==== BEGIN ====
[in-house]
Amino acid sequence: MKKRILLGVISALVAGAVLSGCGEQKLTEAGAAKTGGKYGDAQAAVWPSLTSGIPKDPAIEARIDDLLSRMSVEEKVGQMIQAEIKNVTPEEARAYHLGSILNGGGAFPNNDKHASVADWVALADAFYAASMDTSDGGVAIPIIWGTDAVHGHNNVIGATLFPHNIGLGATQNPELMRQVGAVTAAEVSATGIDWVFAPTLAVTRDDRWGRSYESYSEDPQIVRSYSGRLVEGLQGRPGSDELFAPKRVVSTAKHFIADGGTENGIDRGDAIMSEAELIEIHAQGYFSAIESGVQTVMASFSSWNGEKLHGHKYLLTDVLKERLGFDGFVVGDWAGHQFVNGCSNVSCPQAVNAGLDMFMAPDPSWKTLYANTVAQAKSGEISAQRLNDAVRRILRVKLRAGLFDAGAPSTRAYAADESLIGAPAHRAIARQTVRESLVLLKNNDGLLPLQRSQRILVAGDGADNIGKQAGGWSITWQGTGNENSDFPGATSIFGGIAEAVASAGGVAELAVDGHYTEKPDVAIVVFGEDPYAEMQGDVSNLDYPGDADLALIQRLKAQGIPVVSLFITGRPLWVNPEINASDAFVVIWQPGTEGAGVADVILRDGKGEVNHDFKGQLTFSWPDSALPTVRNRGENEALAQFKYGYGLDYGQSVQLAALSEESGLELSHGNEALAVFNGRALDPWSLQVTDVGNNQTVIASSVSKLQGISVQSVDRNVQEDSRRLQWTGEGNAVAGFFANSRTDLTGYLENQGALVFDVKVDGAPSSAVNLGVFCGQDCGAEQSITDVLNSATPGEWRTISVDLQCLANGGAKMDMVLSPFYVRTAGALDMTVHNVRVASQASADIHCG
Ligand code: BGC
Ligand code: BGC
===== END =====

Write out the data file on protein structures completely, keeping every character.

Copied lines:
[in-house]
Amino acid sequence: MKKRILLGVISALVAGAVLSGCGEQKLTEAGAAKTGGKYGDAQAAVWPSLTSGIPKDPAIEARIDDLLSRMSVEEKVGQMIQAEIKNVTPEEARAYHLGSILNGGGAFPNNDKHASVADWVALADAFYAASMDTSDGGVAIPIIWGTDAVHGHNNVIGATLFPHNIGLGATQNPELMRQVGAVTAAEVSATGIDWVFAPTLAVTRDDRWGRSYESYSEDPQIVRSYSGRLVEGLQGRPGSDELFAPKRVVSTAKHFIADGGTENGIDRGDAIMSEAELIEIHAQGYFSAIESGVQTVMASFSSWNGEKLHGHKYLLTDVLKERLGFDGFVVGDWAGHQFVNGCSNVSCPQAVNAGLDMFMAPDPSWKTLYANTVAQAKSGEISAQRLNDAVRRILRVKLRAGLFDAGAPSTRAYAADESLIGAPAHRAIARQTVRESLVLLKNNDGLLPLQRSQRILVAGDGADNIGKQAGGWSITWQGTGNENSDFPGATSIFGGIAEAVASAGGVAELAVDGHYTEKPDVAIVVFGEDPYAEMQGDVSNLDYPGDADLALIQRLKAQGIPVVSLFITGRPLWVNPEINASDAFVVIWQPGTEGAGVADVILRDGKGEVNHDFKGQLTFSWPDSALPTVRNRGENEALAQFKYGYGLDYGQSVQLAALSEESGLELSHGNEALAVFNGRALDPWSLQVTDVGNNQTVIASSVSKLQGISVQSVDRNVQEDSRRLQWTGEGNAVAGFFANSRTDLTGYLENQGALVFDVKVDGAPSSAVNLGVFCGQDCGAEQSITDVLNSATPGEWRTISVDLQCLANGGAKMDMVLSPFYVRTAGALDMTVHNVRVASQASADIHCG
Ligand code: BGC
Ligand code: BGC